Like most juniors and seniors in high school, I expected to take Driver's Ed. Unlike most upperclassmen, I had zero desire to drive a car. Growing up on Long Island, it was easy for me to hop a train if I wanted to go into the city or grab a bus if I wanted to go to a shopping mall. But, to be honest, if I couldn't bike someplace I would just hitch a ride. Hitchhiking was something I felt safe doing and did regularly. Occasionally, my best friend Lenie would drive me somewhere like the beach if he could borrow his brother's car.
Nevertheless, I needed to take Driver's Ed. so that I could drive one of the family cars if I needed to. I signed up for the course. Unlike today, Driver's Education was one of the offerings in school. Today, I think, students often get picked up after school by the driving instructor for one company or another. Some time ago, schools stopped offering the training, probably for insurance cost reasons. Anyway, my instructor was Mr. Arthur Kessler, one of the school's science teachers, who was lovingly dubbed "Big Daddy" by his students (See Below).
"Big Daddy" Kessler thought himself a pretty cool guy and would show up in front of the school with our practice vehicle after our last class. He would invariably be sporting a pair of Ray-Bans to enhance his "cool" quotient. Cars were different in those days. There were no bucket seats in front unless you paid extra for them or bought a fancy sports car. Most cars had front and back bench seats, so you could fit three people in both the front and back in supposed comfort. As you can see below, there are seatbelts (lap only), which were not mandated in the US until my junior year in high school.
When it was my turn to get behind the wheel, I was nearly paralyzed with fear. My knees were wobbling so much that it was hard for me to press the accelerator pedal. But "Big Daddy" talked me through it, and I was able to get around the designated course. We practiced in the school parking lot where the teachers parked, primarily I suspect because that's where the least damage could be done since the students' cars were definitely more expensive than those driven by their teachers. Teachers often drove second or third-hand cars to school--old VW bugs or beat-up Chevys.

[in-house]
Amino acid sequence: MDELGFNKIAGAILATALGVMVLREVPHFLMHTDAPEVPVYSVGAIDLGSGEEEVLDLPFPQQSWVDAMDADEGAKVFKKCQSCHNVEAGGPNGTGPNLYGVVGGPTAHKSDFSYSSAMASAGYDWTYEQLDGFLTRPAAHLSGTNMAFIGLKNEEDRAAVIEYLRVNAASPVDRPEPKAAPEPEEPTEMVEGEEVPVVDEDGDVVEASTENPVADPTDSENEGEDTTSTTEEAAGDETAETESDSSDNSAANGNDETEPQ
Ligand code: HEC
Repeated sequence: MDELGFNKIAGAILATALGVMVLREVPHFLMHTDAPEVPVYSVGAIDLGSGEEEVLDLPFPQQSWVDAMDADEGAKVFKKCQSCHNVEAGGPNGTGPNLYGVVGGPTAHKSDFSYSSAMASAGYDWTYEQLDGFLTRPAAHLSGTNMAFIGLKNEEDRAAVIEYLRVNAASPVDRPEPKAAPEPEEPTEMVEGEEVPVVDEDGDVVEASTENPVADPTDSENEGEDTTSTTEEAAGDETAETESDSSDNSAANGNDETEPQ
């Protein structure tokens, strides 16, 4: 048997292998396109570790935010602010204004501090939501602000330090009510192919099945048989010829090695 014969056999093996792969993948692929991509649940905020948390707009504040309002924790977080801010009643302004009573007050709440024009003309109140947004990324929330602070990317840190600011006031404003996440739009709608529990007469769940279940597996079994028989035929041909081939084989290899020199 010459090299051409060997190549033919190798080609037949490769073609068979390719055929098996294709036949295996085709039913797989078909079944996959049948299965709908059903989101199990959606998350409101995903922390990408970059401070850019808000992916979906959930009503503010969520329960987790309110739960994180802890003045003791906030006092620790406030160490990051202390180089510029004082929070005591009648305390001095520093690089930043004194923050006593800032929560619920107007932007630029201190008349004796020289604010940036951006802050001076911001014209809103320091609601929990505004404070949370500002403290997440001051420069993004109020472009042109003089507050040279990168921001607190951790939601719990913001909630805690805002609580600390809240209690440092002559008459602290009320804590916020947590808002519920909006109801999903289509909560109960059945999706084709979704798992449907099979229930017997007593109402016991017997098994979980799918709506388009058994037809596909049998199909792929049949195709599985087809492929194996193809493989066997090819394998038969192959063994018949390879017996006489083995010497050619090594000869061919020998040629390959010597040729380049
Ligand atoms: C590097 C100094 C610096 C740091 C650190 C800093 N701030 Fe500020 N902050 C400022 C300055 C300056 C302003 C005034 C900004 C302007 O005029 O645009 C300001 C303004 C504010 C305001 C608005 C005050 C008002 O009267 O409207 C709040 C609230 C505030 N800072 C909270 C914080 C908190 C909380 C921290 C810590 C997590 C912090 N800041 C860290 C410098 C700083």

I liked the other four students in my car, and we all enjoyed our lessons with "Big Daddy". One student, though, named Steve Rubell (no relation to the future owner of the infamous Studio 54), started missing classes until he hadn't shown up to practice for more than a month! On the last day of Driver's Ed. lessons, we were all supposed to have a little tune-up lesson, reminders of all the things we needed to remember before we took our Driver's Test. Who shows up but Steve Rubell! We all looked at each other and then tried to gauge "Big Daddy's" reaction behind his sunglasses. He, as always, kept his cool and told Steve, "Well, we've missed you Steve. Why don't you get behind the wheel first?" Steve said that he had scheduled his Driver's Test for the very next day and since the student driver's bane is parallel parking, "Big Daddy" told Steve that he should try that first. There was an oval in the teacher's parking lot that afforded student drivers the opportunity to practice their parallel parking, and so that's where we headed.
I have replicated on my grandsons' play mat rug (See Below) how things were set up. Ignore the green strip in the middle of the street. In the image below, imagine that we are in the gray(silver) car driving up the street looking for a place to parallel park. As we pass the yellow sports car, we notice what appears to be an available space ahead of the red car and behind the black pick-up truck.
So, Steve says "Up by that black pick-up looks like a great spot," and "Big Daddy" agrees. Steve says he has never practiced parallel parking before. The rest of us all look at each other in disbelief. He has never practiced parallel parking and he has his Driver's Test the next day?! But, Steve slowly pulls up next to the black pick-up truck just as he is supposed to do.